Of course, none of this would be possibly without Ros's support, or the probably unintended inspiration that came from Alistair Carmichael, and I am keen to keep going with this as long as my willpower lasts. But the Fitbit app on my iPhone is acting as a bit of a nag/motivator (delete as appropriate), so we'll see how it goes...

Sunday, January 31, 2016

All quiet on Creeting St Peter Footpath No. 1...

It's been a mostly dank, drizzly sort of day in Mid Suffolk but, as the saying goes, not rain, nor snow, nor gloom of night shall deter the bureaucrat from his ten thousand steps, and so I set off into the irritatingly persistent drizzle to buy a loaf of bread and the Sunday paper. The advantage is that I can cut across country using one of the parish's many footpaths.

There is, however, a slight glitch, in that the routes of a number of those paths were disrupted by the small matter of a four lane trunk road that was carved through the middle of the parish in the 1970s, by-passing Needham Market and Stowmarket. The A45, now the A14, divided the village from its church, and obliged the County Council to create diversionary routes to allow villagers to get both to church and into Stowmarket. There weren't many people here anyway, and they could fairly safely be ignored.

Admittedly, given that virtually everyone around here drives these days, it matters little now and the footpaths are generally quiet. Thanks to our conscientious local farmers though, most of them are pretty well maintained.

Originally, footpath 1 ran from the centre of the village, near the Parish noticeboard, in a westerly direction, and it still does, but as it expires on the wrong side of the A14, those heading for Stowmarket are diverted south across the road bridge and then parallel to the A14 before rejoining the original route.

Once you've put the traffic noise into the back of your mind, it's a pleasant enough walk, slightly downhill at first before crossing a minor stream and rising back up to the access road for Brazier's Hall and the Creeting Lakes sports fishery. From there, you follow Mill Lane into Cedars Park, cut through using one of that estate's many footpaths/cycle lanes, and there's Tesco, with all of life's modern conveniences.

And, once you've got your head around the concept that it's nowhere near as far as you had thought, you can focus on the scenery...

If Liberal Democracy has the answers, perhaps we should be asking questions...

I was discussing something on the internet today, and someone noted how useless a particular organisation was by way of an argument against a thought of mine. And indeed, said organisation may well be useless - I've never encountered it and am unlikely to do so. But then I thought, "hang on a minute, we're supposed to be a political party. If an organisation is useless, why aren't we wondering what we could do to make it better?".

I have always struggled with the concept that success in politics comes from opposing things. Yes, opposing stupidity, or callousness, or ineffectuality is a thoroughly worthwhile thing, but it's only half of the task of a politician or of a political party. The other half is to offer the people something better.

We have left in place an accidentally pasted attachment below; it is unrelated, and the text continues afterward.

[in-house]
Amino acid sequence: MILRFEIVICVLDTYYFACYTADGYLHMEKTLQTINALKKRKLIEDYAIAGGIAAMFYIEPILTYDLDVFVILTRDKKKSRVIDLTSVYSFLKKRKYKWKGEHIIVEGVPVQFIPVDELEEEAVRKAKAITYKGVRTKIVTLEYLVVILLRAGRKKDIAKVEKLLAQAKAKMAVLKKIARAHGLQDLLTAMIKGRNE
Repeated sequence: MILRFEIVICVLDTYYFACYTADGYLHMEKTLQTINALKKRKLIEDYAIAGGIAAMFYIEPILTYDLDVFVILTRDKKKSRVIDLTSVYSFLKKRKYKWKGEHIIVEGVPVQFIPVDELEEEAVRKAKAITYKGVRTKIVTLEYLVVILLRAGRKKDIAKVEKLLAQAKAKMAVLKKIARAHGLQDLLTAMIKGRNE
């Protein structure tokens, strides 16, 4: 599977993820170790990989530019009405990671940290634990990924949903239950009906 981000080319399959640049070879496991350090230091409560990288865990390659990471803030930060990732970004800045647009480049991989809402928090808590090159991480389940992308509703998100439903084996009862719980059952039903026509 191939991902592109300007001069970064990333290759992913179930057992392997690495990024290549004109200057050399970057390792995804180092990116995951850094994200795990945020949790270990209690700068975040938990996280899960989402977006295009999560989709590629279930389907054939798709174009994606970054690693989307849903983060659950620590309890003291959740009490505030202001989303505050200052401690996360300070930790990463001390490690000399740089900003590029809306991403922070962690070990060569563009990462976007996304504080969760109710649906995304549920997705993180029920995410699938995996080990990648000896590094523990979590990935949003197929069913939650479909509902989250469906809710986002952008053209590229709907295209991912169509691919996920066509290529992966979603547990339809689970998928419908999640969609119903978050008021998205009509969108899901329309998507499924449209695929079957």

Now, that doesn't mean creating new laws, or new structures, or new anything, unless of course, it does. What it might mean is running things better, or differently, or providing greater access. Such things are not necessarily easy, but they're right and, if you've given it enough thought, and sought to achieve buy-in, you might actually make people's lives just a little better in the process.

So, in response to my colleague's unhappiness regarding the utter uselessness of said organisation, I replied;
"Not a failure of concept, a failure of mission goals and delivery, I'd suggest. Who sets their criteria, who designs their guidance, who sets their goals? And, if we want to be in government, that will be us."
It seems, these days, that politics is about scaring the public into supporting you by raising fears of what the other lot have done or will do, even when what they are doing is entirely coherent with their beliefs. If Liberal Democracy is so worthwhile, we should have the courage of our convictions and start offering people something positive.

Perhaps we could start by applying some of our oceans of policy?...

Saturday, January 30, 2016

Another sunny day in East Cambridgeshire...

Three weeks ago, Ros and I were in Bottisham, where a by-election caused by the resignation of the recently elected Tory councillor was the impetus behind a well-organised campaign to win back a seat we had lost last year.

At the other end of East Cambridgeshire though, a County by-election had been called due to the unexpected death of the Tory councillor, coincidentally in a division part-held at District level by Laura Dupré, the Regional Party's administrator and now leader of the Opposition on East Cambridgeshire District Council. Naturally, having been invited to come and help, it would have been wrong not to turn out on what looked like being a rather grey, wet day.

Fortunately, the sun broke through, and it had become a much nicer day by the time we reached our meeting point, in the village of Sutton, where Laura lives. The task for the day was to do some canvassing in Little Downham, which makes up about a quarter of the County Division. Me, I had some walking to do, occasionally interrupted by other tasks, which seemed sensible, given my ongoing steps target.

There is nothing finer than walking around villages on a sunny day, and I was getting quite into things, discovering the local bus route - three times a day, Monday to Saturday, connecting Little Downham with Ely - and spotting the railway line between Ely and Peterborough at the eastern end of the village.

However, such fun can't go on forever and, mid-reverie, my phone rang, with instructions to return to the car. Gathering with the team, a photograph was taken, envelopes returned, and we headed back to Suffolk.

Laura has a genuine chance to win on 18 February. We lost by about 250 in 2013, and with Laura's strong support in half the ward, and no Labour or Green contender, it may not need much of a swing for her to overtake her Conservative rival. It would be nice to think that, should she do so, we will have made another small contribution to the Liberal Democrat recovery in a county where we have done well in the recent past.

And the fourteen thousand steps I managed today won't have done the 'Building a Better Walrus' project any harm either...